The Parabolic Dish
I tried to follow the SETI League recommendation of using a 3 - 5 metre dish, and bought a 2.7m dish that was the biggest dish I could transport.
This dish seems to be made out of Dural and is black mesh. It cost £150.65 + VAT from Harrison Electronics (01354 651289).
The focus of a parabolic dish can be calculated using the following formula:
Where F is the focal length, d is the dish diameter, and c is the dish depth.
I have calculated the focus of the dish after measuring it and this agrees to within 20mm of the manufacturer's published figures.
The dish support and steering system
The dish is mounted so that it is looking directly up into the sky; i.e. it points at 90 degrees to the ground. When I eventually pair up with another SETI station, I may need to angle my dish a few degrees of this heading. I have built a very simple support that can point the dish accurately, and then leave it fixed in this position.
The dish is supported at three corners by a support built out of a scrap scissor (car) jack welded onto a cheap axle stand. This enables each support to be raised or lowered using the thread of the scissor jack. A spirit level is used to verify that the dish is pointing straight up.
The dish feed support
The dish feed support is necessary to hold the dish feed at the centre of the dish. The assembly should be adjustable to allow the feed position to be easily moved for fine ( or not so fine ) tuning of the focus.
It is also worth noting that as the dish is lying on its back pointing upwards, the dish feed is inaccessible without building some sort of platform over the dish.
The dish feed
This is my dish feed in the version 1 dish feed support.
Low Noise Amplifier
The Low Noise Amplifier consists of a GaAsFET amplifier based of an MGF1403??? built into a copper box. The input to the GaAsFET is a tuned line coupling at high impedance into the FET gate. The output is untuned and terminated in a 50-ohm resistor.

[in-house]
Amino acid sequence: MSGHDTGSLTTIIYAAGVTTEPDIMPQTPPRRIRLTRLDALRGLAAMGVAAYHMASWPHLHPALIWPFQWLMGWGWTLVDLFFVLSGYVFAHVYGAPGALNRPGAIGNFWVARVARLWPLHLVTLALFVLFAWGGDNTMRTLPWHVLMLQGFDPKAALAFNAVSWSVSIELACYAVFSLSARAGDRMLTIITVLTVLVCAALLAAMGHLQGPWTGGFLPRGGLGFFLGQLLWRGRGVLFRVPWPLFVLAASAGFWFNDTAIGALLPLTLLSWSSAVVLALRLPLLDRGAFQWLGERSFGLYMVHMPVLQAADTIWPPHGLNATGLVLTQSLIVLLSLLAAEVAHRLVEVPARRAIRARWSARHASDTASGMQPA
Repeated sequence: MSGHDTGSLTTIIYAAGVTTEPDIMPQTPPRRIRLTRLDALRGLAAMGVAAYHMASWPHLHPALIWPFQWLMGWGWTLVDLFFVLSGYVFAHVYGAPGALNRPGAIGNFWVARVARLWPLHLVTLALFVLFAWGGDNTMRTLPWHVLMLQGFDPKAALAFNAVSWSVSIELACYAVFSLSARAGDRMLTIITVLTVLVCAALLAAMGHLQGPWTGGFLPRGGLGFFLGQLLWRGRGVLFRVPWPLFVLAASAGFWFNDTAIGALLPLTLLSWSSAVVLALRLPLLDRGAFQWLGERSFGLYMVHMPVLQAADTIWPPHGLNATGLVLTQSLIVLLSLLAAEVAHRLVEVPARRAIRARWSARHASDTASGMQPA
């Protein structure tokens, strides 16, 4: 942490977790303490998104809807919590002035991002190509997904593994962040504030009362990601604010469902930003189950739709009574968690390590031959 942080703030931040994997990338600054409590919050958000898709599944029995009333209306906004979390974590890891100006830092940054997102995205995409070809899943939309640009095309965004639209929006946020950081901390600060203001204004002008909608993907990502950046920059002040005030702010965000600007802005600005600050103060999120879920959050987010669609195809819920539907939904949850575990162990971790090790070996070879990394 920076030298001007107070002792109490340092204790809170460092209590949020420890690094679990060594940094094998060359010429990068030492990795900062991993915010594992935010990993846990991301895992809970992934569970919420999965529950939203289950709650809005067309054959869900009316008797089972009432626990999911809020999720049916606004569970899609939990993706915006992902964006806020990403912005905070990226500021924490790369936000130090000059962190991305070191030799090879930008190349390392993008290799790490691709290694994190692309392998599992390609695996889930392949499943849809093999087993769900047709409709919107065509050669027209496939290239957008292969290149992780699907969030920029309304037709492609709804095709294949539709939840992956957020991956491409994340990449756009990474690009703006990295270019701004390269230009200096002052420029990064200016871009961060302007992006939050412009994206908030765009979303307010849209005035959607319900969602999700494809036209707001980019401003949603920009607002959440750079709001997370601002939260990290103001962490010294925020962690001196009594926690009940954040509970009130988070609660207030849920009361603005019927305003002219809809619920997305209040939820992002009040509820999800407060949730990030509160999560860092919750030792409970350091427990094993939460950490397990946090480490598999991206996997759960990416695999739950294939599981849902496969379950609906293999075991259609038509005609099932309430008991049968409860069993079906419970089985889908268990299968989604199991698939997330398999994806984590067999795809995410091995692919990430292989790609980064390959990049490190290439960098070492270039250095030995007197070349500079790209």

The gain of the GaAsFET amplifier is approximately 15dB and the gain of the MMIC is rated at 23dB. I have not been able to measure the noise figure or noise temperature of my LNA, although I hope to be able to do that soon
Here is the inside of my LNA
The output of this amplifier feeds into an MMIC type number MSA-0885. This adds enough gain to overcome the feeder loss to the receiver.
The receiver is an IC-R7000. This will tune from 25MHz to 2GHz. It is presently used in the USB SSB position, the speaker audio being fed via an attenuator to the computer.
The computer has the following specification
The output from the receiver is taken to the Microphone input of the SB16 via an attenuator. Due to the location of the computer, the audio lead between it and the receiver is about 5m. To reduce baseband noise pickup, the volume out of the receiver is set fairly high and is run into either an 8 ohm load or load/speaker switched at the computer end. A variable resistor wired as a potential divider then sets the level into the SB16.
Two operating systems are installed, Win95 for running existing FFT DOS software, and LINUX for developing new FFT software.
The main software I am using at the moment is a program called specgram running under LINUX. As the program is supplied with source code, I have been able to modify it for SETI use. Here are my latest modifications to the specgram source: specsrc.zip The modifications are as follows :
I'm afraid it’s a bit of a hack, but it works for me, and its something I can modify. I've found the following problems with specgram though.
Finishing this Phase
Focusing the dish has been a major headache. I am now happy that the manufacturer's data of a 36-inch focal length is confirmed from measuring the dish.
The Dish feed support is on design version 2, as version 1 did not have enough adjustment
I have been taking the power data from SPECGRAM and importing it into EXCEL and plotting a graph of the previous 24 hours power readings. I need to compare this plot to a star chart ( or preferably a radio map of the sky ). I can then move the dish feed up and down to optimise the dynamic range of this graph. Using this method, I can optimise the focus.
Then I should be ready to fill in my SETI League participation form and begin monitoring for real.
The next Phases
So far, I have intended to get this system going as quickly as possible. As I am new to this, I would prefer to get something going and see where the weaknesses are so that they can be corrected in future phases
So, here is the plan for the Future
I am located in Cambridge, England. Latitude 52° 13.218N and Longitude 000° 09.160E ( Measured on a Garmin 45 GPS )
Jenny's home page is here
Main J-Squared Web page is here
The photos were taken using a Kodak digital camera DC50 in its highest resolution mode